US President Donald Trump says North Korea's Kim Jong Un summit date, venue to be announced soon

The US president suggested earlier this week that the Demilitarized Zone between the two Koreas -- scene of the historic Kim-Moon talks. 

Published: 04th May 2018 10:50 PM  |   Last Updated: 04th May 2018 10:50 PM   |  A+A-

A woman walks by a huge screen showing U.S. President Donald Trump and North Korean leader Kim Jong Un (File Photo | AP)

By AFP

WASHINGTON: US President Donald Trump said Friday that a date and venue for his landmark summit with North Korea's Kim Jong Un would be unveiled soon, as anticipation builds for the unprecedented talks between the mercurial leaders.

And while Trump said he was not envisaging a drawdown of troops in South Korea for now -- something the regime in Pyongyang has long wanted -- he admitted it was a possibility in the longer term.

Since Kim met with South Korean President Moon Jae-in, Trump has been steadily offering tidbits of information about his expected meeting with the North's ruler -- even hinting that three Americans imprisoned there could soon be freed.

"We now have a date and we have a location, we'll be announcing it soon," Trump told reporters on Friday as he left the White House on a trip to Texas.

The US president suggested earlier this week that the Demilitarized Zone between the two Koreas -- scene of the historic Kim-Moon talks -- could also be an appropriate venue for his own meeting with Kim.

Other possible sites reportedly include Singapore, Mongolia and Switzerland.

Preparations for a Trump-Kim meeting have gained momentum since the Korean summit a week ago, which saw Pyongyang and Seoul promise to pursue the complete denuclearization of the peninsula and a permanent peace.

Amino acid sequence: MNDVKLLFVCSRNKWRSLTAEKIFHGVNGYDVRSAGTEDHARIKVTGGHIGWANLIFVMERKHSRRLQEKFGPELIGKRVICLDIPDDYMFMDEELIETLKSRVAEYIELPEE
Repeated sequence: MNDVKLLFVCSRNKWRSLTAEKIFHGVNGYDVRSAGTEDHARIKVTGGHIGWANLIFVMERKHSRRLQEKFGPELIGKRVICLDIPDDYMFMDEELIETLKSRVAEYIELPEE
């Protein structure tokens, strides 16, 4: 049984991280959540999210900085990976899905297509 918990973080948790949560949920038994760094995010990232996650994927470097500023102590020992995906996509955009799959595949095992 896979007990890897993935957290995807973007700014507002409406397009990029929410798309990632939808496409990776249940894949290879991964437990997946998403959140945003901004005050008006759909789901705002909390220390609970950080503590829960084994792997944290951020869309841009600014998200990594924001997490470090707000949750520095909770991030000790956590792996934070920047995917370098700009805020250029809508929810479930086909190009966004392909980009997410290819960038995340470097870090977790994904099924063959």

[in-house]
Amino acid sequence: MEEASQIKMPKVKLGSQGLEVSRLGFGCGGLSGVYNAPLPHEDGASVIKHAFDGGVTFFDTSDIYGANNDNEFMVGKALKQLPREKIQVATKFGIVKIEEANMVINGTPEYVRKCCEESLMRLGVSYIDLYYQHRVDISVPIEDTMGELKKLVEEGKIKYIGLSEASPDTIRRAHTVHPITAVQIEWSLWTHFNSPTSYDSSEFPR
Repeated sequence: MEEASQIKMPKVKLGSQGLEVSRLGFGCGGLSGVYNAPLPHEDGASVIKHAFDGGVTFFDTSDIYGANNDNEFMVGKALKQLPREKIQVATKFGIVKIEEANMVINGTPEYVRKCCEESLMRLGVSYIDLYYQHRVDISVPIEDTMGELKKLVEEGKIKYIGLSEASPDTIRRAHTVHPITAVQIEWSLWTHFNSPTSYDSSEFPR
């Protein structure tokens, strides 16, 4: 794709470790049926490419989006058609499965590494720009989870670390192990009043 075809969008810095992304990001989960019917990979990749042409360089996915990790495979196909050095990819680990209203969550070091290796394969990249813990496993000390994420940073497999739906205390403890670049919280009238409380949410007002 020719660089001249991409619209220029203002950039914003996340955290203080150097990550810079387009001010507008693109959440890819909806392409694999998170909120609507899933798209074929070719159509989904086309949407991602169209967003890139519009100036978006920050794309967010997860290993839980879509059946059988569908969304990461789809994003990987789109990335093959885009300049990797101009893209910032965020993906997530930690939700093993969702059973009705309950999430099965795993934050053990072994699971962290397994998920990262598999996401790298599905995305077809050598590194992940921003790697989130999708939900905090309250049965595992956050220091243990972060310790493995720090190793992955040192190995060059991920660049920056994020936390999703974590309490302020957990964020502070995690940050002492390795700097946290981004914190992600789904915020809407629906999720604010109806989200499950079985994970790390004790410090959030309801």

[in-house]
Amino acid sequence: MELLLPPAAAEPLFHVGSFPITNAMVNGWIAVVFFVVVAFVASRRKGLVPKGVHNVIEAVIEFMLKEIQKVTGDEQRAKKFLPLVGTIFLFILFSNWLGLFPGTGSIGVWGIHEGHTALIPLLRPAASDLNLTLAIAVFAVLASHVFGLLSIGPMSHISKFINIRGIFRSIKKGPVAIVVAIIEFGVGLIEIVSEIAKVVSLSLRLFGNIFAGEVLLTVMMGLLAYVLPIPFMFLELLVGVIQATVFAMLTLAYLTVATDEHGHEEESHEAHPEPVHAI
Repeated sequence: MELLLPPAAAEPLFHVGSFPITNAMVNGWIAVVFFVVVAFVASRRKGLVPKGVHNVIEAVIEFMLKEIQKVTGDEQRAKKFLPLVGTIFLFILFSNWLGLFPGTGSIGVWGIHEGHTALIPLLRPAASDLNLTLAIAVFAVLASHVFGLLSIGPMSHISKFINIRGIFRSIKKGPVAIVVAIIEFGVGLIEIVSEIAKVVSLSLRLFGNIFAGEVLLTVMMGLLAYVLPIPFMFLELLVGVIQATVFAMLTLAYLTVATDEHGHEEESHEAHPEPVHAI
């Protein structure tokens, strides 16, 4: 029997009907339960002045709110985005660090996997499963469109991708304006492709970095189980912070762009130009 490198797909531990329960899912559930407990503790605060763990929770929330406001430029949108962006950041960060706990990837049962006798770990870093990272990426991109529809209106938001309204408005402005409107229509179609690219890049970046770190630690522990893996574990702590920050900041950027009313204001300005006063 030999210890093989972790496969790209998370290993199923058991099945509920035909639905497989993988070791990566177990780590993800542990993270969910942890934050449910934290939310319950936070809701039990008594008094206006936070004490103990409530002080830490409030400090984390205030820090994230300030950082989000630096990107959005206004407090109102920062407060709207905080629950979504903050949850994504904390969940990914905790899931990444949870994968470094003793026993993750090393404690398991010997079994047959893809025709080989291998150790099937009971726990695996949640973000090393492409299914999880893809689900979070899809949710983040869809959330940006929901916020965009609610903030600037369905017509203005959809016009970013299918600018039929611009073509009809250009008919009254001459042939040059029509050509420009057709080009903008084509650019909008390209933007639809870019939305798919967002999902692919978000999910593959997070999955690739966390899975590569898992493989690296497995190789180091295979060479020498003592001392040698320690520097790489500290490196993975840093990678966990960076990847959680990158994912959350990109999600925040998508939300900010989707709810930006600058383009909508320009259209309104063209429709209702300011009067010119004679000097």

North Korea has offered to close its nuclear test site this month -- and invited US experts to verify the move.

 Troops 'not on the table' -

As for a reduction in the number of troops stationed in South Korea, Trump said that was not under negotiation -- for now.

"We haven't been asked it," he said. "I think a lot of great things will happen. But troops are not on the table. Absolutely."

The US president added, however: "Now I have to tell you, at some point into the future, I would like to save the money. You know, we have 32,000 troops there." 

US National Security Advisor John Bolton earlier denied as "utter nonsense" a New York Times report saying Trump had asked the Pentagon for options to prepare for drawing down the 28,500-strong US force.

The Times report, which cited several unidentified officials briefed on the deliberations, said reduced troop levels were not intended to be a bargaining chip in Trump's upcoming summit with Kim.

But officials acknowledged that a peace treaty between the two Koreas -- technically still at war since the 1950s, with only an armistice in place -- could diminish the need for the US forces, The Times said.

 'Stay tuned' on US prisoners -

Trump, who has hinted at imminent news about three Americans detained in North Korea, once more sounded an upbeat note regarding their fate.

"We're having very substantive talks with North Korea and a lot of things have already happened with respect to the hostages," he said.

"As I said yesterday, stay tuned," Trump added. "I think you will be seeing very, very good things."

The United States has been demanding the North free Kim Hak-song, Kim Sang-duk and Kim Dong-chul and reports have said the two sides were close to reaching a deal on their release.

Plans for a Trump-Kim summit follow months of tense saber-rattling over Pyongyang's testing of atomic weapons and long-range missiles, including some theoretically capable of reaching the American mainland.

But a spectacular detente in recent months has fed hopes of a historic turning point in the region, and an easing of decades of hostility between Pyongyang and Washington.

China -- Pyongyang's sole diplomatic ally -- has pressed for dialogue to peacefully resolve the Korea crisis.

Trump has praised his Chinese counterpart Xi Jinping's efforts on North Korea, calling them a "great help."

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